Xavier esports expands

The Rocket League team plays its first game of the season against Horizon High School. Although they lost, players overcame first-game jitters.

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The Rocket League team plays its first game of the season against Horizon High School. Although they lost, players overcame first-game jitters.

April Tanner, Staff Writer

With the fall sports season underway, esports begins its third official season at Xavier.

Xavier esports had its dry-run season during the 2017-2018 school year and started officially with the Arizona Interscholastic Association (AIA) in 2018.  

According to Erika Peinado, Rocket League coach and director of information technology, there was an email sent out by the AIA about how they were looking into an esports program. “The first thing I did when I read that email- it wasn’t even cold yet from being sent I just ran down the hall and told Sister Lynn, ‘I will take the initiative and be a coach’,” said Peinado.

The team is relatively new compared to other sports. As a result, there has been increasing interest from students and more players have been added.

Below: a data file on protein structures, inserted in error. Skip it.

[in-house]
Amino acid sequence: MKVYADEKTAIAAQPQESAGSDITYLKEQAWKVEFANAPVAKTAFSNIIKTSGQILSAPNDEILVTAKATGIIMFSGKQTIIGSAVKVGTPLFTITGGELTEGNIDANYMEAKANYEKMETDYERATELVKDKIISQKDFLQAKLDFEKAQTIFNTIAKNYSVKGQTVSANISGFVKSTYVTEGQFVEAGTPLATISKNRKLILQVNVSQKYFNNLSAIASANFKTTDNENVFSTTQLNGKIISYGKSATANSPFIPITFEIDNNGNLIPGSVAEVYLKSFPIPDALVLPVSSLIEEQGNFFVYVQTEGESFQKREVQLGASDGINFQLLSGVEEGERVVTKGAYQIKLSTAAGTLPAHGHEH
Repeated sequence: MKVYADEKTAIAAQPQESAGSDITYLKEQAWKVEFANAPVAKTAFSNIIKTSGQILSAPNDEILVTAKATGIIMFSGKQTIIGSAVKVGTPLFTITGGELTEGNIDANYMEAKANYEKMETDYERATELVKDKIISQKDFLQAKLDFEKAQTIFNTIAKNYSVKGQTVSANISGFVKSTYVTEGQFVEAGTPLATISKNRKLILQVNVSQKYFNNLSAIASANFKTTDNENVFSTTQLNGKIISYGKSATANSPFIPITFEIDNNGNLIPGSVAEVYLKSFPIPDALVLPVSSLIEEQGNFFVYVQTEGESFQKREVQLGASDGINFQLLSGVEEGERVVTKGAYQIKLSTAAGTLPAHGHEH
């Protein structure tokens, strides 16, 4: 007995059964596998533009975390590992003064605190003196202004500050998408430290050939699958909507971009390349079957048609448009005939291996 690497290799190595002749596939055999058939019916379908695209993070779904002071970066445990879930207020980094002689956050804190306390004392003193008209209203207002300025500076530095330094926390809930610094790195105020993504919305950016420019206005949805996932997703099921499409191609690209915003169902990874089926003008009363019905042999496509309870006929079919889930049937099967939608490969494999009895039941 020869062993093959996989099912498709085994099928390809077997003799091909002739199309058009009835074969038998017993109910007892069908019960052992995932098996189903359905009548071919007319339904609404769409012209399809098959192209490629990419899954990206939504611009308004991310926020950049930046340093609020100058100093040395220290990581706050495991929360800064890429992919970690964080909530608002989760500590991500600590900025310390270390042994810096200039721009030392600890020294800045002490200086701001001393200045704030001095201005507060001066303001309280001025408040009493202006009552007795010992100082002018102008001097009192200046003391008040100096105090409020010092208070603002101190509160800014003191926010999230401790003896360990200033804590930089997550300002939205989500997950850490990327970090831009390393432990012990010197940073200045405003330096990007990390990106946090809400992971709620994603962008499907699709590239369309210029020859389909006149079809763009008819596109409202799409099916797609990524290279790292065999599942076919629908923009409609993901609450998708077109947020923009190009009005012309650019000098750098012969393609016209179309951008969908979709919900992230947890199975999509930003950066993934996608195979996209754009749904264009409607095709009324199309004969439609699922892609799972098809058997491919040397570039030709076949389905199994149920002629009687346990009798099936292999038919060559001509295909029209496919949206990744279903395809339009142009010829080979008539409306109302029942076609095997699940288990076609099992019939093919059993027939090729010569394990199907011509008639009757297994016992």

Esports at Xavier is split into two teams that either play Rocket League or League of Legends. As the two teams play their games on separate days, Tuesdays and Thursdays, they normally do not compete against the same school. 

Xavier’s League of Legends has five of their twelve players compete against other high schools during their 5 v 5 games. League of Legends is a team-based game where players work together to break the enemy base before their opponent breaks theirs.

Xavier’s Rocket League has three of their six players compete against other high schools during their 3 v 3 games. Rocket League is a soccer-based game where two opposing teams use rocket-powered cars to hit a ball into their opponent’s goal to score points.

Both teams only play regionally and are the only all-female teams in the state. As esports is played virtually, the teams compete remotely against each other from their respective schools.

According to Peinado and Sanford Worth, League of Legends coach and director of information technology help desk, they hope to inspire confidence and create a place where their players can feel comfortable being themselves.

“That is kind of the beauty of esports in general: this is the only truly inclusive sport. We have players in this sport and in this community, not just here at Xavier, who are handicapped, disabled, who are from every different background and type of person, the entire spectrum and everything in between,” said Worth.

Joscelynn Perez Ramirez, junior and Rocket League captain, said it is “empowering” to be playing esports at Xavier.

Since the esports at Xavier is growing, this year a manager position opened up. Since filling the position, Sanford and Peinado are trying to have managers learn about the games so that they can stream games and announce what is going on.